Reverse Engineering of a Rust program?

Hello,
Is it true that reverse engineering of a program that written in Rust-lang is easy because of Rust-lang product many debugging information?

Thank you.

Much of this debug info would goes away when you compile in release mode. The only debug info that doesn't go away in release mode are panic messages and symbol names. You have to manually run strip to remove the symbol names, just like with C and C++.

You can certainly turn off much debugging information, but I do not know how Rust compares to e.g. C++ in this area.

Who as said such a thing?

Given that one is releasing builds that are optimized (cargo build --release) and stripped, as one would do in C or C++, then I'm pretty sure reverse engineering the binary is going to be as hard as it is for C++ or C. After all the code is generated by LLVM as it is with Clang/LLVM.

It might even be harder. There is all kind of information in Rust source that disappears on the road to a binary. All the functional style constructs for a start. Not to mention everything to do with data aliases.

2 Likes

I'd assume macros like assert! result in a lot more source code visibility, even in release builds, than you'd get out of a similar C++ code.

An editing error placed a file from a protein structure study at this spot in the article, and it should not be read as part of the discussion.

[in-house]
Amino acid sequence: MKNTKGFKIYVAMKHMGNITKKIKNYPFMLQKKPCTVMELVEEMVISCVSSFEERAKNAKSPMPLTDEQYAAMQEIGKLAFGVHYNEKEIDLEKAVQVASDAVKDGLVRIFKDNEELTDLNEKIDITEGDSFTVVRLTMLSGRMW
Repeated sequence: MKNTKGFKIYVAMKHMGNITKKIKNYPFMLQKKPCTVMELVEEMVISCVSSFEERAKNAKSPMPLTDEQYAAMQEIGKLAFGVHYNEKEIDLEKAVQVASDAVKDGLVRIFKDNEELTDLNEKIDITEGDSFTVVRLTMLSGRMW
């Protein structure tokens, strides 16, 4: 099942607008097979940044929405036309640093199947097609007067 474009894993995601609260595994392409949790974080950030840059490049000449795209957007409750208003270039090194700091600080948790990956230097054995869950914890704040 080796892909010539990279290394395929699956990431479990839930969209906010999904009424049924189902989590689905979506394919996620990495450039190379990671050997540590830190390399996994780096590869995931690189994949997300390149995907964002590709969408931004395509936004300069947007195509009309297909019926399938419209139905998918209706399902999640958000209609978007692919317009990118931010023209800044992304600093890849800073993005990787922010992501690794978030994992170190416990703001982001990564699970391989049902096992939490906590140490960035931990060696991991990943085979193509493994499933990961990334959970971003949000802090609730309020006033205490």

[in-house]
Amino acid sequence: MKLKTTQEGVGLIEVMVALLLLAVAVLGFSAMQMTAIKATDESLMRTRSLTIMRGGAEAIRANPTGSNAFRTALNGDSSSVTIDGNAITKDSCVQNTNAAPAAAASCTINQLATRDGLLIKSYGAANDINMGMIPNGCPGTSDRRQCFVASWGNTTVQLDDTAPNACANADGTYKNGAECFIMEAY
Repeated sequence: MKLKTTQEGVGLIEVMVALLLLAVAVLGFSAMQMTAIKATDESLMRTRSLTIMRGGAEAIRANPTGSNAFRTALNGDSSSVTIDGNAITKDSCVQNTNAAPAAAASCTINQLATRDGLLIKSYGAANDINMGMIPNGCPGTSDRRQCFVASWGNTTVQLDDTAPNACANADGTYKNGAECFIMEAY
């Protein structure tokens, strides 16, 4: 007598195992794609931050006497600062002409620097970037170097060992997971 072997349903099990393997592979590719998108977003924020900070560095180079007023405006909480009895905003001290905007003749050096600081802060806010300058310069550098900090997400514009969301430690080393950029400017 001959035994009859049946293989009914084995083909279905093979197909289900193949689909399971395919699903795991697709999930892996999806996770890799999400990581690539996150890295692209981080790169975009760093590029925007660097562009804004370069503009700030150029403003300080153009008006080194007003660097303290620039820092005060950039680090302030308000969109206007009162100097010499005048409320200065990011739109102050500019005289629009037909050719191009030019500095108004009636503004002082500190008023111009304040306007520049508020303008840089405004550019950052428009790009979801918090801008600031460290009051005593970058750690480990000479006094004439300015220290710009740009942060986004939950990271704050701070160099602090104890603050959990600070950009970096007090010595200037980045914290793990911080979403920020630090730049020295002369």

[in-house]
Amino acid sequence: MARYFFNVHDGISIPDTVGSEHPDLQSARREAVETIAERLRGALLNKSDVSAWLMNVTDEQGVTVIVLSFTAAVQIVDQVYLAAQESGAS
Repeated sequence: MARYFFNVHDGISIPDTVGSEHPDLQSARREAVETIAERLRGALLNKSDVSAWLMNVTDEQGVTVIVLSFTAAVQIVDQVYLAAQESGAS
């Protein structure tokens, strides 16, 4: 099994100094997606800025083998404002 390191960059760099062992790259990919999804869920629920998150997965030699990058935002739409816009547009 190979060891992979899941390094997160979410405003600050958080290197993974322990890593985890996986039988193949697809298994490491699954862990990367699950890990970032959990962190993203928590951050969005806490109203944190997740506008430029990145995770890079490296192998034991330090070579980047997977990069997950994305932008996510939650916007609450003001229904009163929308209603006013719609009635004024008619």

Compiler output looks pretty impenetrable to me, might as well be C/C++. For example see here:

I must be crazy - for some reason I thought that assert would output the expression that failed.

That's not too weird - I've written assert-like macros that do exactly that, along with the values that appear in the expression.

Yeah, I think C assert implementations tend to do that. I'm not sure why I thought Rust did that.

Sorry, but to anyone experienced in reverse engineering, every program is easy to reverse engineer.

There was a similar thread a long time ago that regressed to something like discussion of cryptographic obfuscation. And if that sounds like a good idea, you might want to just stick with SaaS for both privacy and performance reasons.

2 Likes

The assert! macro does output the expression that failed. That gets optimized out in the example program above, however, because the optimizer can easily see that the assertion never fails.

3 Likes

This topic was automatically closed 90 days after the last reply. New replies are no longer allowed.